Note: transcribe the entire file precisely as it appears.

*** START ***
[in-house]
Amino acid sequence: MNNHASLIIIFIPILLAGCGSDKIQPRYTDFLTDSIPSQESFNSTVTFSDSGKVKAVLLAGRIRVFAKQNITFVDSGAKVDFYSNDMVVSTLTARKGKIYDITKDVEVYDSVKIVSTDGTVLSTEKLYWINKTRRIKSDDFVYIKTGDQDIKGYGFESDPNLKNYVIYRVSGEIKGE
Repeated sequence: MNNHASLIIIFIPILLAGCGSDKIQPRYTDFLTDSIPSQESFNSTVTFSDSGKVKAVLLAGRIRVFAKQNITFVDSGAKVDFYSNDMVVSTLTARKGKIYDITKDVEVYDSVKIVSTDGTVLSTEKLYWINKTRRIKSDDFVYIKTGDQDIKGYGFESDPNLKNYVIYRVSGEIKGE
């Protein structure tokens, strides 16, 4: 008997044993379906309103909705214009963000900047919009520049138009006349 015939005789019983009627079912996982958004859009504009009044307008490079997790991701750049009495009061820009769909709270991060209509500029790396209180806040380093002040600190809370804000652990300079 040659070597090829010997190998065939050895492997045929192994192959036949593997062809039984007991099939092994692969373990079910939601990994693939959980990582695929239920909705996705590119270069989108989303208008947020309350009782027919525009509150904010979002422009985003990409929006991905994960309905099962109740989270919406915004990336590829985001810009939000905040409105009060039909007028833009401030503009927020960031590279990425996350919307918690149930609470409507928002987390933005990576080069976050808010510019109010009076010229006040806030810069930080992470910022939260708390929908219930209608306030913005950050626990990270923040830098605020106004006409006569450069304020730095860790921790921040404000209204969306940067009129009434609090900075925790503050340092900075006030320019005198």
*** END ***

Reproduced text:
[in-house]
Amino acid sequence: MNNHASLIIIFIPILLAGCGSDKIQPRYTDFLTDSIPSQESFNSTVTFSDSGKVKAVLLAGRIRVFAKQNITFVDSGAKVDFYSNDMVVSTLTARKGKIYDITKDVEVYDSVKIVSTDGTVLSTEKLYWINKTRRIKSDDFVYIKTGDQDIKGYGFESDPNLKNYVIYRVSGEIKGE
Repeated sequence: MNNHASLIIIFIPILLAGCGSDKIQPRYTDFLTDSIPSQESFNSTVTFSDSGKVKAVLLAGRIRVFAKQNITFVDSGAKVDFYSNDMVVSTLTARKGKIYDITKDVEVYDSVKIVSTDGTVLSTEKLYWINKTRRIKSDDFVYIKTGDQDIKGYGFESDPNLKNYVIYRVSGEIKGE
């Protein structure tokens, strides 16, 4: 008997044993379906309103909705214009963000900047919009520049138009006349 015939005789019983009627079912996982958004859009504009009044307008490079997790991701750049009495009061820009769909709270991060209509500029790396209180806040380093002040600190809370804000652990300079 040659070597090829010997190998065939050895492997045929192994192959036949593997062809039984007991099939092994692969373990079910939601990994693939959980990582695929239920909705996705590119270069989108989303208008947020309350009782027919525009509150904010979002422009985003990409929006991905994960309905099962109740989270919406915004990336590829985001810009939000905040409105009060039909007028833009401030503009927020960031590279990425996350919307918690149930609470409507928002987390933005990576080069976050808010510019109010009076010229006040806030810069930080992470910022939260708390929908219930209608306030913005950050626990990270923040830098605020106004006409006569450069304020730095860790921790921040404000209204969306940067009129009434609090900075925790503050340092900075006030320019005198």